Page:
Trying to understand behavior and how brain guides behavior. No more about behavior (e.g. psychology) than brain Use knowledge of behavior to guide research. Study the brain at many levels Current discussion focuses on synapses -- not know how changes in number of synapses or their shape relates to learning, everyday behavior. Brian imaging studies have spatial precision to around “map” level. Even here begin to make correlations between brain and behavior, must analyze behaviors into components Doing so can begin link behavior-education with brain systems, maps but not with synapses
Morals: Not only looking at the wrong level, but need better understanding of behavior and learning if we are ever to link education and brain. Ignoring the science we need to understand the brain and ignoring the science we need to improve instruction and learning right now.
For all the claims about the “new neuroscience” situation has not changed much over the past fifteen years. Chipman’s comments and critique as relevant today as in early 80s.
Education and the Brain
Education and the Brain
• James S. McDonnell Foundation
• Click on:
Education Writers Association
Address, March 31, 1998
• Contains slides, bibliography, papers
Education and the Brain
Infants’ brains undergo rapid synapse formation.
From 3 -10 years, children’s brains have more
synapses than at any other time in their lives.
Early experience causes synapses to form or protects them
from elimination at puberty.
The time of rapid growth and/or high connectivity is the critical
period in development, the optimal learning period.
Enriched environments are most important and beneficial
during the critical period.
Ideas from Neuroscience
• Synaptogenesis -- in infancy the brain forms
synapses in excess of adult levels.
• Critical periods -- normal development of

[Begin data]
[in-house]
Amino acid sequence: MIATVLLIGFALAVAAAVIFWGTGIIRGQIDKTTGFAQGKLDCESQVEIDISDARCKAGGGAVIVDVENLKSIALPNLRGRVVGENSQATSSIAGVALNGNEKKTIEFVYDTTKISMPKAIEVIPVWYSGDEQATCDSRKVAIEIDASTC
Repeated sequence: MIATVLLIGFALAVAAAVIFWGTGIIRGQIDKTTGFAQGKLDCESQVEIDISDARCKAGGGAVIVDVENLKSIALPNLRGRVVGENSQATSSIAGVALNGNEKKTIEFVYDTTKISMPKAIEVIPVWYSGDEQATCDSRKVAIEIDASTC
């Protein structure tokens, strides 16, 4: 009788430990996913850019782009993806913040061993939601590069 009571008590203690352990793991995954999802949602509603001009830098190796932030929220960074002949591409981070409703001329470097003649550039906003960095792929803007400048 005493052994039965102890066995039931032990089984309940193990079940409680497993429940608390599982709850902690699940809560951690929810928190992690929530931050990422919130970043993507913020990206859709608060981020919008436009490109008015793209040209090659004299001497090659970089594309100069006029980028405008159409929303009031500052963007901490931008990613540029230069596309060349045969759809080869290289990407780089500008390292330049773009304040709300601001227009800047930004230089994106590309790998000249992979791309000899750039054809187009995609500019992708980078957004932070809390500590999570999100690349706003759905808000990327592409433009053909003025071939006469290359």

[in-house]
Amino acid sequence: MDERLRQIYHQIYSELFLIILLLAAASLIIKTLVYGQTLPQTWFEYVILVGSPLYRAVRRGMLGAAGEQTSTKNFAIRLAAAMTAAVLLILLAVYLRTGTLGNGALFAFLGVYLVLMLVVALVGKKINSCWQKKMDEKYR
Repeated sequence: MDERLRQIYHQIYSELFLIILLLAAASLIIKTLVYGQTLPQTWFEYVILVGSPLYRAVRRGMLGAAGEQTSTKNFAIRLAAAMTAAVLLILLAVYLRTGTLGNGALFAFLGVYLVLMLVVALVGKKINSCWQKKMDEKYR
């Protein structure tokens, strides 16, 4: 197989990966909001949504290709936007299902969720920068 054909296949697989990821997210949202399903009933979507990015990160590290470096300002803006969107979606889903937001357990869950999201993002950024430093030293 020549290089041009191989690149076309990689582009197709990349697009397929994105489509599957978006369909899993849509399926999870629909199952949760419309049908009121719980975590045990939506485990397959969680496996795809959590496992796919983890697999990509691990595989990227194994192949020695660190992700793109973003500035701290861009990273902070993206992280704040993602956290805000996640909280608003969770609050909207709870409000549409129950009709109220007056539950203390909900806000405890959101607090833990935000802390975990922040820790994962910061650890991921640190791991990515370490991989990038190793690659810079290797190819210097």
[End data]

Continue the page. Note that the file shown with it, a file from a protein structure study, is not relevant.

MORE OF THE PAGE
neural systems requires specific experiential
input at specific times.
• Pruning at Puberty -- at sexual maturity
synapses are pruned back to adult levels.
• Enriched environments increase synaptic
1. What behaviors emerge during this time of rapid
2. How do these behaviors change as synapse numbers
peak and then decrease?
3. Shouldn’t we try to increase this growth by providing
more stimulation to babies?
4. What is the relevance of this phenomenon to formal
1. What is a critical period?
2. How are they identified?
3. How extensively do we understand the neural basis
of critical periods?
4. Are critical periods “windows” that open/slam
5. Does the amount of stimulation matter?
6. What is the benefit of critical periods?
1. What is an enriched environment?
2. What happens to animals raised in complex
3. Are the effects of complex environments “critical
4. Do we think that same kind of neural processes
underlie both kinds of effects?
5. Why might there be such differences?
Pruning at Puberty
1. What happens to synapses at puberty?
2. What is the functional and behavioral significance of the
3. How does previous experience affect the extent of the
4. Should we engage in intensive “synapse conservation”
programs prior to pruning?
5. But, aren’t more synapses better than fewer?
Levels of Study
(S. Churchland & T. Sejnowski, The Computational Brain,
MIT Press, 1992, p. 11)
CNS (1 m)
Maps (1 cm)
Neurons (100 µm)
Synapses (1 µ)
Molecules (1 Å)
• Educators are looking at the wrong level.
• We cannot yet link gross behaviors with
brain structures (synapses or hemispheres).
• Cognitive analyses can link education
(behavior) to systems neuroscience.
• Cognitive analyses are already helpful for
improving educational practice.
The links between cognitive and educational research
are much tighter than the link between neuroscience and
The links between cognitive science and neuroscience
are already strong, growing … . It is obvious that those
interested in describing the functions of neural systems
have been heavily dependent upon psychology.
(Susan Chipman, Three Perspectives on Learning, in Mind, Brain, and Education,
1986, p. 215)
Bruer, J.T. (1997), A Bridge Too Far, Educational Researcher, 26(8): 1 - 13.
Bruer, J.T. (to appear May 1998), Put Brain Science on the Back Burner,
Bruer, J.T. (1993), The Minds Journey From Novice to Expert, American Educator,
Summer, 6 - 15.
Chipman, S.F. (1986), Integrating Three Perspectives on Learning, In Brain,
Cognition and Education, Friedman, S. L.; Klivington, K. A.; Peterson, R.
W., (Eds.), Academic Press, Orlando, FL., 203 - 232.
Jones, R. (1995), Smart Brains, American School Board Journal,
November 22 - 26.
Schiebel, A. (1997), Thinking about Thinking, American School Board
Journal, 184(2):20 - 23.
Nelson, C.A. & Bloom, F. (1997), Child Development and Neurscience, 68(5):970 -
Shatz, C.J. (1992), The Developing Brain, Scientific American, September 61-67.